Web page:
Just having extricated myself from agonizingly obsessing over the state of this city’s municipal politics (again), to settle into the saner pastures of writing nonpublished fiction, it pains me to find myself back at it so soon, if only briefly. I hope. Fingers crossed. This time I’m serious. Seriously.
After all the time spent at it and not to acknowledge this moment? This momentous occasion of ours with a mayor walking himself out of office a mere months after being resoundingly re-elected, a three-term incumbent who’s stirred up such little ill-will amongst the right kind of people, his people who get their people elected, that had he the inclination and longevity in him probably could’ve given the late-Hazel McCallion a run for the record of duration in office. Maybe. Not entirely confident in my math with that.
As a noted (at least around this household) John Tory-loather, it would be assumed that I’d be delighted by this past weekend’s turn of events. It’s not that I’m not delighted. Delighted’s just not the word here.
Sure, I dreamed of the man being hounded from his mayoral perch in a gust of rancorous wind. The residents of Toronto finally fed up to action in the incontrovertible face of the fact of their city’s precipitous social and structural crumbling around them. Garbage strewn streets. Dysfunctional public transit system. An over-fed and indifferent police force. Rampant, out-of-control and mismanaged construction that no matter how many buildings that keep going up aren’t adequate enough to put a roof over the heads of the seemingly countless unhoused who’ve largely been left to fend for themselves in a way that doesn’t offend the delicate sensibilities of their more privileged neighbours.
I wanted John Tory to answer for all that, his sluggish and reactionary policy pursuits over the course of the past 8+ years, if not the cause for all the above misrule, a very significant contributor to them. I wanted him embarrassed, chastised and/or humbled, not for any sort of failing in his personal life but in the type of ineffectual politics he pursued and could not be convinced otherwise about even in the face of mounting evidence to the contrary. I wanted John Tory chased from office not because of the type of man he was, but because of the type of mayor he insisted on being.
Instead, we get the most pedestrian and cliched of reasons for his exit, the philandering husband.
Somehow in John Tory that manages to be both jaw-droppingly surprising and ever-so predictable. Older man in a position of power begins a consensual relationship with a much younger employee during a time of intense and atypical pressure that came with a global pandemic. Not to diminish the imbalance in dynamics with a hoo-hum but it is familiar refrain.
Except, of course, it’s John Tory we’re talking about here. Who can ever tell except the participants what really lurks behind the blinds, but the horndog wasn’t a label that seemed to follow this very public figure around during his three decades or so in relatively high profile. The devoted family man was more his vibe and there didn’t seem to be much reason to doubt it as far as that goes. Although, John Tory, at least as mayor of Toronto, did nothing better than project and message the image that he wanted people to see.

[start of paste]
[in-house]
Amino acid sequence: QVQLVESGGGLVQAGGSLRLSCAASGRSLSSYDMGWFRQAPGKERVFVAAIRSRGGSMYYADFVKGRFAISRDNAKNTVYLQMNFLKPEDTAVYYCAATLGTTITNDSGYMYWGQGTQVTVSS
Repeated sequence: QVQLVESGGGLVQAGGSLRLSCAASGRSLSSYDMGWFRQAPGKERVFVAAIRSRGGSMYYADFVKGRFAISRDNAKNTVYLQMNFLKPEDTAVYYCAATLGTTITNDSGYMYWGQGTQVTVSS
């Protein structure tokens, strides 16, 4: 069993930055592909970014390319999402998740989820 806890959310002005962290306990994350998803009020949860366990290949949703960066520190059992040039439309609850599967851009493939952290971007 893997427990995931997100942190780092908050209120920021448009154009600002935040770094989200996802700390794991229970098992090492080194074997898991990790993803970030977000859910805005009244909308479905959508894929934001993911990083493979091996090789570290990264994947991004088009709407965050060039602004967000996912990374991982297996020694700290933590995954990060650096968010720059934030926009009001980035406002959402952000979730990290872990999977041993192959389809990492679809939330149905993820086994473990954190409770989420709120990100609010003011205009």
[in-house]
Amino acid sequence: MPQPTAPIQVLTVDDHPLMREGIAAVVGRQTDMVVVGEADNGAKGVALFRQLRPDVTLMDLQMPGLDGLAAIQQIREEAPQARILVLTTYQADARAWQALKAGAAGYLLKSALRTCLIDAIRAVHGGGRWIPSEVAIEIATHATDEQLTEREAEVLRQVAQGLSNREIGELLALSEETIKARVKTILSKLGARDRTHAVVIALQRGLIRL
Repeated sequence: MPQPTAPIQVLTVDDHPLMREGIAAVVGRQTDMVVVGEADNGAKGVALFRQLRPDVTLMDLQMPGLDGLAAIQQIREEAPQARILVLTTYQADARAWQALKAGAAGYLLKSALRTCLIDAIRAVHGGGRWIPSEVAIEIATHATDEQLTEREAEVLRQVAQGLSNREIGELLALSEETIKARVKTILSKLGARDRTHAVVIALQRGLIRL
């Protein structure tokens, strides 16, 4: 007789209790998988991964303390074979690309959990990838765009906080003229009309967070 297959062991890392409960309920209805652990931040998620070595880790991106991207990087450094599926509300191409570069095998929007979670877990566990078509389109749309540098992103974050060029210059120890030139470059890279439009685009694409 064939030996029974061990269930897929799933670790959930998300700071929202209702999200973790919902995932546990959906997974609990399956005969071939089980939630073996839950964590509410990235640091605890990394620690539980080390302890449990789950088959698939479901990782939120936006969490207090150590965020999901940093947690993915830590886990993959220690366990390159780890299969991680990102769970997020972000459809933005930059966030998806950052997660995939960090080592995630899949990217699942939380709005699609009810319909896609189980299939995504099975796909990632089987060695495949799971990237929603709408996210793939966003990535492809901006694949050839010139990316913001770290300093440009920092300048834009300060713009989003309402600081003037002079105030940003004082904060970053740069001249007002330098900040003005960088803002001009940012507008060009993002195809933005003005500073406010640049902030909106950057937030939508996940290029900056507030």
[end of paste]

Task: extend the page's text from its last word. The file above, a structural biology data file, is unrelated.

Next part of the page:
It isn’t the first time the two realities of a public persona collided and crashed and burned.
Now, he’s gone, abruptly and, like I stated, unsatisfactorily, unfinished business urgently needing finishing. In all probability, there’s going to be a by-election to replace him sometime in May unless the premier of the province, the increasingly tainted Doug Ford, has other ideas, and when it comes to municipal elections, Doug Ford seems to have all sorts of other ideas and opinions. We’ll see. Fingers crossed.
A by-election will give Toronto residents an early opportunity to reset the button at City Hall. John Tory’s legacy is already right there on display for us to assess, assess, and hopefully, desire to correct. His first budget under the new strong mayor powers (obvious now not the only thing he was sneaking around about) is supposed to be voted on by city council this week. With it, we got a full on view exactly what kind of strong mayor John Tory intended to be which was pretty much the same as the non-strong mayor John Tory only with fewer constraints. The most vulnerable further neglected. Public services further trimmed of remaining meat on the bones. Except the Toronto Police Services. Of course. Infrastructure repair scaled back and put off, capital funding being sucked more and more toward the Gardiner East rebuild, another damaging Tory legacy. Band aids and twine holding everything together as the city pleads and hopes for unannounced fiscal assistance from two reluctant senior levels of government.
Mayor John Tory in a nutshell.
And an unexpected opportunity to start putting it behind us three years ahead of schedule.